Translating evidence for the rehabilitation of post-stroke sensory loss: perspectives of occupational therapists and physiotherapists

Ms Liana Cahill1,2,3, Ms  Yvonne  Mak-Yuen1,2, Dr Annie McCluskey4,5, Ms Cheryl Neilson1, Dr  Denise O’Connor6,7, A/Prof Natasha Lannin1,8, Prof  Leeanne  Carey1,2

1La Trobe University , Melbourne, Australia, 2The Florey Institute of Neuroscience and Mental Health, Melbourne , Australia , 3Australian Catholic University, Melbourne , Australia, 4The University Of Sydney, Sydney, Australia , 5The StrokeEd Collaboration , Sydney, Australia , 6Monash University, Melbourne, Australia, 7Australasian Satellite of Cochrane Effective Practice and Organisation of Care Group, Melbourne, Australia, 8Alfred Health , Melbourne , Australia


To determine the barriers and enablers for translation of evidence-based practice for rehabilitation of upper limb sensory loss with stroke survivors.

A written questionnaire (30 items) and 1-hour focus group interview were conducted with occupational therapists and physiotherapists working with stroke survivors at 8 health organisations in Victoria and NSW.  Quantitative data were analysed in relation to frequency, central tendency and variance.  Qualitative data were analysed inductively, then further coded to domains of the Theoretical Domains Framework.

Eighty therapists (n=87, 78.7% occupational therapists and 21.3% physiotherapists) completed questionnaires and participated in focus groups.  Therapist self-reported skill level in treating sensory loss (rated 0-10 via visual analogue scale) was low across sites (mean 3.82, SD 2.2).  Most therapists (93.7%) agreed there was a need to change practice, and most (93.7%) reported barriers to change; barriers included lack of knowledge, skills and resources in addition to system pressures.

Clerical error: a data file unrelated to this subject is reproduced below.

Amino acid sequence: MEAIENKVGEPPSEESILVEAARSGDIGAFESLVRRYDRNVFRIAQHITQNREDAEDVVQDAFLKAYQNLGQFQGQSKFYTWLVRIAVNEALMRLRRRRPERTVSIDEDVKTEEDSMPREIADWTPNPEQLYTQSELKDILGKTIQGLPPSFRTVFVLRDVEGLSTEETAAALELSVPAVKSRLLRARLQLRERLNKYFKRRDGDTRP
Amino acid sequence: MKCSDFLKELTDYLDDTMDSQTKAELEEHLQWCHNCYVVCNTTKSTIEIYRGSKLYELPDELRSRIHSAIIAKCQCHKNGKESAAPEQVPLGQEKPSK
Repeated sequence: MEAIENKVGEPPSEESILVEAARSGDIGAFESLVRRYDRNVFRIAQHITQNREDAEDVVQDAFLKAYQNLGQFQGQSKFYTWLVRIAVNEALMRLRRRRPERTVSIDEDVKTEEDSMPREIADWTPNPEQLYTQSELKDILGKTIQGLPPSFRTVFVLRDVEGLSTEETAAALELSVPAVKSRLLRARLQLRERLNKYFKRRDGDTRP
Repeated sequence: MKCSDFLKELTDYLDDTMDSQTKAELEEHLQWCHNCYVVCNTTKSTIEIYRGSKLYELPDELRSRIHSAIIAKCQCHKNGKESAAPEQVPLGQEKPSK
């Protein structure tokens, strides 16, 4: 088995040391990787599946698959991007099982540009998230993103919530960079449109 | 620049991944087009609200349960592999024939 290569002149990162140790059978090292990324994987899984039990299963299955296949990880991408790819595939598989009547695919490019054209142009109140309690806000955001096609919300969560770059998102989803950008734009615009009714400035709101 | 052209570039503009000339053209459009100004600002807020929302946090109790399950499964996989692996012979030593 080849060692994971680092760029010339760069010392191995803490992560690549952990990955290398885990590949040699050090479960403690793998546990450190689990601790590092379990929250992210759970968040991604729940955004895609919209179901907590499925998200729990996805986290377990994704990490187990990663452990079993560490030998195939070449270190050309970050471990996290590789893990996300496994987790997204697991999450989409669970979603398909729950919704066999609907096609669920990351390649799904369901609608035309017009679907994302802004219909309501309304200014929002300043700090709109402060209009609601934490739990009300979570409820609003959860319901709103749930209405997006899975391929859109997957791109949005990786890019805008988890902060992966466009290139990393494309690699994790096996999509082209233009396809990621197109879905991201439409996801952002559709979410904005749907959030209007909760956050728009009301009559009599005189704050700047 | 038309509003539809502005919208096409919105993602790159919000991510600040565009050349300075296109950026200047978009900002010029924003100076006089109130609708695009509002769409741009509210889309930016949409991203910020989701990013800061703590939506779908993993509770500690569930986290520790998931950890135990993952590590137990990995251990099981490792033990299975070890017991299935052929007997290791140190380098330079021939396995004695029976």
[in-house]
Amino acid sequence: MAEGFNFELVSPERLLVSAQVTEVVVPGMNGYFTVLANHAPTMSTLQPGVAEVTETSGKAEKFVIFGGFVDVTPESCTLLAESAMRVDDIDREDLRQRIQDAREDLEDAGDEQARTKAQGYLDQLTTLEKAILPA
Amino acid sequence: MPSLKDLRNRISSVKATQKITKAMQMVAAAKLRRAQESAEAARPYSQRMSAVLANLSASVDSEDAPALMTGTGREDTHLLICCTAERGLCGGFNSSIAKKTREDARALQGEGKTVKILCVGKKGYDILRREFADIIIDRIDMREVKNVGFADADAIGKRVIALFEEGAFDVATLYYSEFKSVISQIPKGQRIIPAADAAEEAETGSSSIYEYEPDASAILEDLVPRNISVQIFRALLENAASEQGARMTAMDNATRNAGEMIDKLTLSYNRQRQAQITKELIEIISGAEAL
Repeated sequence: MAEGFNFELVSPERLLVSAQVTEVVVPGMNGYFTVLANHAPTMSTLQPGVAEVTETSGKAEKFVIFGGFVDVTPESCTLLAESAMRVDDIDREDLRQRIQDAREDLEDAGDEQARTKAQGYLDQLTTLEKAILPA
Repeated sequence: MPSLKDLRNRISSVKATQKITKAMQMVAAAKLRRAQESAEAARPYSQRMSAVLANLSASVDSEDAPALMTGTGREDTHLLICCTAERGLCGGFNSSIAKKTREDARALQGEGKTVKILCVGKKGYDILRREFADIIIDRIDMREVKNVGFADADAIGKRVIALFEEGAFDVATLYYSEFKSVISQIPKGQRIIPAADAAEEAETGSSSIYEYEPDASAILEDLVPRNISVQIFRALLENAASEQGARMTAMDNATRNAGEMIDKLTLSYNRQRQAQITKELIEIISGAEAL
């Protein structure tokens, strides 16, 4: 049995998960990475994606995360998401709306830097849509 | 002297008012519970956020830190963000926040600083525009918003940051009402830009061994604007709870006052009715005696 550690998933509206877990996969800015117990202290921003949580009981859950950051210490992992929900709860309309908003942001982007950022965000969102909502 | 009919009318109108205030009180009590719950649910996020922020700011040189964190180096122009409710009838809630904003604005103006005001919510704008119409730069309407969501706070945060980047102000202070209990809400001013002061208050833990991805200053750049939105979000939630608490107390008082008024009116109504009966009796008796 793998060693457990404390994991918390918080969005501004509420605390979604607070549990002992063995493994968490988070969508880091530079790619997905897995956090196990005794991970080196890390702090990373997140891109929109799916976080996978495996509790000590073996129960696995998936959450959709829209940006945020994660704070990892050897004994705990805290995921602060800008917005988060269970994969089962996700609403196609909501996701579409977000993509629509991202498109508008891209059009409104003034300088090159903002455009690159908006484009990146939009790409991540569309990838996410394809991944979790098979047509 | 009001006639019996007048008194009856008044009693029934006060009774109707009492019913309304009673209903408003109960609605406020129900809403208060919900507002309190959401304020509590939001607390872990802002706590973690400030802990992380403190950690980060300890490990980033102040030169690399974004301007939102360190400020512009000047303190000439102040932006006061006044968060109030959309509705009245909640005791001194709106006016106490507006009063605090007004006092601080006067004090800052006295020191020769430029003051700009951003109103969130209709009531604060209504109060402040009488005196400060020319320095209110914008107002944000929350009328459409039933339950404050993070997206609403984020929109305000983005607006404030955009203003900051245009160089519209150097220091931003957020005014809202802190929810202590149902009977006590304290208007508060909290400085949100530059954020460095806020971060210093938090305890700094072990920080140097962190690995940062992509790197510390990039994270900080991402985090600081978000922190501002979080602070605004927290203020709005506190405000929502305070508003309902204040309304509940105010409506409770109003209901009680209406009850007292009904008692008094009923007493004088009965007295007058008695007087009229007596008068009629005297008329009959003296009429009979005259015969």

Significance of findings to allied health:
Allied health perspectives provide vital insights regarding practice and context to support behaviour change.  Identified barriers and enablers are relevant for areas of allied health outside of stroke rehabilitation.


Liana Cahill is an occupational therapist, researcher and lecturer.  She has practiced in neurological rehabilitation for over a decade in Australia, the United Kingdom and South Africa.  She holds a Masters of Public Health and is currently completing her PhD in the area of evidence translation and upper limb stroke rehabilitation.  Her research base is at The Florey Institute of Neuroscience and Mental Health and La Trobe University and she lectures in the School of Allied Health at Australian Catholic University.